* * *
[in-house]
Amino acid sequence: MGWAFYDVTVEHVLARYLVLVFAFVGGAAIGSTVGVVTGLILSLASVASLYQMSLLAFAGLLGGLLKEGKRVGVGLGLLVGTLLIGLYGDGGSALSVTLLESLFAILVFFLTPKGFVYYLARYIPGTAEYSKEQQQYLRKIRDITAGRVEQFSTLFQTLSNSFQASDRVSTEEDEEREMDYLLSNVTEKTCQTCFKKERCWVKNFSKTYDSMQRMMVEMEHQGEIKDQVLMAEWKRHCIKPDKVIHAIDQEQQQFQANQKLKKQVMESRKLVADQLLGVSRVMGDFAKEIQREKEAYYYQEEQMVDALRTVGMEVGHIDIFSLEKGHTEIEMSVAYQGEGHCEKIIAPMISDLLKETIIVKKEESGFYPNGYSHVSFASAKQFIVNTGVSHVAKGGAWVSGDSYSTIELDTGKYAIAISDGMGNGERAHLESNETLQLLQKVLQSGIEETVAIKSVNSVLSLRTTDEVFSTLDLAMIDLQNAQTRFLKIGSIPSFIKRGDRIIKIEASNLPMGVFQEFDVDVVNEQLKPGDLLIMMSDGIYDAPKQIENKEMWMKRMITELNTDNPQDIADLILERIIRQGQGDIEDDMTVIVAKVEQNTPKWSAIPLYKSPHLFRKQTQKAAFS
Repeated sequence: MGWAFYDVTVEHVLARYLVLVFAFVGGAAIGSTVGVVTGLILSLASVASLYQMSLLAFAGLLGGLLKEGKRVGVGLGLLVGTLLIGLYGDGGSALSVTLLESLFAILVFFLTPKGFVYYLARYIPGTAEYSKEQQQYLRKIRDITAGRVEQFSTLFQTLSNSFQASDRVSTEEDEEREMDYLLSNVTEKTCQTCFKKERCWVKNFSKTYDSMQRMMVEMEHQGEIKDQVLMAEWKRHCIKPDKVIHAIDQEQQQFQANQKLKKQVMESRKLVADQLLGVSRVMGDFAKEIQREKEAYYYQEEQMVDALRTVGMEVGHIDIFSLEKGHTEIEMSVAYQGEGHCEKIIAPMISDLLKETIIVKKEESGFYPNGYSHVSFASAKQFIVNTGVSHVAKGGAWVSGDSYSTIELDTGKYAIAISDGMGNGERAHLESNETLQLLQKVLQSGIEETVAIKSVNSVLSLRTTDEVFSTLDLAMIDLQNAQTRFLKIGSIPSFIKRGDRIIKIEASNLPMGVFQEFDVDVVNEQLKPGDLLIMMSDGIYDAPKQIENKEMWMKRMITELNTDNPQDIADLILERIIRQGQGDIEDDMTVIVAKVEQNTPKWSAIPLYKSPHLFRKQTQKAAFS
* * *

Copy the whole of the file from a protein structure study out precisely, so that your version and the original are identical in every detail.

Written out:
[in-house]
Amino acid sequence: MGWAFYDVTVEHVLARYLVLVFAFVGGAAIGSTVGVVTGLILSLASVASLYQMSLLAFAGLLGGLLKEGKRVGVGLGLLVGTLLIGLYGDGGSALSVTLLESLFAILVFFLTPKGFVYYLARYIPGTAEYSKEQQQYLRKIRDITAGRVEQFSTLFQTLSNSFQASDRVSTEEDEEREMDYLLSNVTEKTCQTCFKKERCWVKNFSKTYDSMQRMMVEMEHQGEIKDQVLMAEWKRHCIKPDKVIHAIDQEQQQFQANQKLKKQVMESRKLVADQLLGVSRVMGDFAKEIQREKEAYYYQEEQMVDALRTVGMEVGHIDIFSLEKGHTEIEMSVAYQGEGHCEKIIAPMISDLLKETIIVKKEESGFYPNGYSHVSFASAKQFIVNTGVSHVAKGGAWVSGDSYSTIELDTGKYAIAISDGMGNGERAHLESNETLQLLQKVLQSGIEETVAIKSVNSVLSLRTTDEVFSTLDLAMIDLQNAQTRFLKIGSIPSFIKRGDRIIKIEASNLPMGVFQEFDVDVVNEQLKPGDLLIMMSDGIYDAPKQIENKEMWMKRMITELNTDNPQDIADLILERIIRQGQGDIEDDMTVIVAKVEQNTPKWSAIPLYKSPHLFRKQTQKAAFS
Repeated sequence: MGWAFYDVTVEHVLARYLVLVFAFVGGAAIGSTVGVVTGLILSLASVASLYQMSLLAFAGLLGGLLKEGKRVGVGLGLLVGTLLIGLYGDGGSALSVTLLESLFAILVFFLTPKGFVYYLARYIPGTAEYSKEQQQYLRKIRDITAGRVEQFSTLFQTLSNSFQASDRVSTEEDEEREMDYLLSNVTEKTCQTCFKKERCWVKNFSKTYDSMQRMMVEMEHQGEIKDQVLMAEWKRHCIKPDKVIHAIDQEQQQFQANQKLKKQVMESRKLVADQLLGVSRVMGDFAKEIQREKEAYYYQEEQMVDALRTVGMEVGHIDIFSLEKGHTEIEMSVAYQGEGHCEKIIAPMISDLLKETIIVKKEESGFYPNGYSHVSFASAKQFIVNTGVSHVAKGGAWVSGDSYSTIELDTGKYAIAISDGMGNGERAHLESNETLQLLQKVLQSGIEETVAIKSVNSVLSLRTTDEVFSTLDLAMIDLQNAQTRFLKIGSIPSFIKRGDRIIKIEASNLPMGVFQEFDVDVVNEQLKPGDLLIMMSDGIYDAPKQIENKEMWMKRMITELNTDNPQDIADLILERIIRQGQGDIEDDMTVIVAKVEQNTPKWSAIPLYKSPHLFRKQTQKAAFS